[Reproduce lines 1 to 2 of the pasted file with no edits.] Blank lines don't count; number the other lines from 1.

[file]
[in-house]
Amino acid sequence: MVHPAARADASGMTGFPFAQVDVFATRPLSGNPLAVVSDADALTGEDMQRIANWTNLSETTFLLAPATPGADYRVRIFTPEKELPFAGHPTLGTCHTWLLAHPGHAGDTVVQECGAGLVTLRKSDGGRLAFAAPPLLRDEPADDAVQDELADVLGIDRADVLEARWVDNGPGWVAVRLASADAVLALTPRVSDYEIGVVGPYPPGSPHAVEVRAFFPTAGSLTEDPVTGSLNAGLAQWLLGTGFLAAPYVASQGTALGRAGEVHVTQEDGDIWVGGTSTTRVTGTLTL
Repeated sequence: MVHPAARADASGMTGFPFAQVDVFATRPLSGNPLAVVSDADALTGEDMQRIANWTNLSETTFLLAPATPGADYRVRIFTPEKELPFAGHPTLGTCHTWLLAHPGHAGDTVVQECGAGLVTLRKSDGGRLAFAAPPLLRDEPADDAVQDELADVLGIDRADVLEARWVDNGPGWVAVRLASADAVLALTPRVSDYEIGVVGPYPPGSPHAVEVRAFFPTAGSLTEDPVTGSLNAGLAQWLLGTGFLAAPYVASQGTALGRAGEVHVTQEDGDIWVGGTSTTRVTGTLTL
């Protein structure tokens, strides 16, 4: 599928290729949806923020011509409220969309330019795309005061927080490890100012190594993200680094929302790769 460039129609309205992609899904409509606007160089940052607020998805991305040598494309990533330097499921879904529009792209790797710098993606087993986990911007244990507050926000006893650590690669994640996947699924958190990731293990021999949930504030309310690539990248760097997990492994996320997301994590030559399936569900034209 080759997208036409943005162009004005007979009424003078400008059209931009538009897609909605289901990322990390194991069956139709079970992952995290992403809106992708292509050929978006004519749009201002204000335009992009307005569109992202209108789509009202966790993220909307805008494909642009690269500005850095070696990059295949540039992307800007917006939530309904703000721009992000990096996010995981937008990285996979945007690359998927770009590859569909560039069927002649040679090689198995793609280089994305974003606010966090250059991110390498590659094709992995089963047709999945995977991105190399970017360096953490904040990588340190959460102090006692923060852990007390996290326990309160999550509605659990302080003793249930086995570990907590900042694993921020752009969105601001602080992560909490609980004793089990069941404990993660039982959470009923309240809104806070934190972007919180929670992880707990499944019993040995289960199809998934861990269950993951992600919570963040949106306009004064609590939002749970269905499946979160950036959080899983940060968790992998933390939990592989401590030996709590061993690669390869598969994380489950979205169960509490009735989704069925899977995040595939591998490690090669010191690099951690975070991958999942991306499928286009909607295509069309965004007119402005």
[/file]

[in-house]
Amino acid sequence: MVHPAARADASGMTGFPFAQVDVFATRPLSGNPLAVVSDADALTGEDMQRIANWTNLSETTFLLAPATPGADYRVRIFTPEKELPFAGHPTLGTCHTWLLAHPGHAGDTVVQECGAGLVTLRKSDGGRLAFAAPPLLRDEPADDAVQDELADVLGIDRADVLEARWVDNGPGWVAVRLASADAVLALTPRVSDYEIGVVGPYPPGSPHAVEVRAFFPTAGSLTEDPVTGSLNAGLAQWLLGTGFLAAPYVASQGTALGRAGEVHVTQEDGDIWVGGTSTTRVTGTLTL